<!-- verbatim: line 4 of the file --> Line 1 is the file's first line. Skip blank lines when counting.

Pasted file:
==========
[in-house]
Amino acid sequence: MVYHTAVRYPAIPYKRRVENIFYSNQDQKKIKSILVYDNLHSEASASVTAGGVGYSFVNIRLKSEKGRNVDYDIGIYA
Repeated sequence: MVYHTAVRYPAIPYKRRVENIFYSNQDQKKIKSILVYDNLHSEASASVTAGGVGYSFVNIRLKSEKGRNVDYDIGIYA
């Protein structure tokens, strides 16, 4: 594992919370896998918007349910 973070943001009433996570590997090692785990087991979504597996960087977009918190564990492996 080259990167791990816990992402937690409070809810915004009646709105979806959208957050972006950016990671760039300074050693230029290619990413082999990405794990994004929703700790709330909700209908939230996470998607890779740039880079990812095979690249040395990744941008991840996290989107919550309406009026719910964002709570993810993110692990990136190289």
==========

């Protein structure tokens, strides 16, 4: 594992919370896998918007349910 973070943001009433996570590997090692785990087991979504597996960087977009918190564990492996 080259990167791990816990992402937690409070809810915004009646709105979806959208957050972006950016990671760039300074050693230029290619990413082999990405794990994004929703700790709330909700209908939230996470998607890779740039880079990812095979690249040395990744941008991840996290989107919550309406009026719910964002709570993810993110692990990136190289």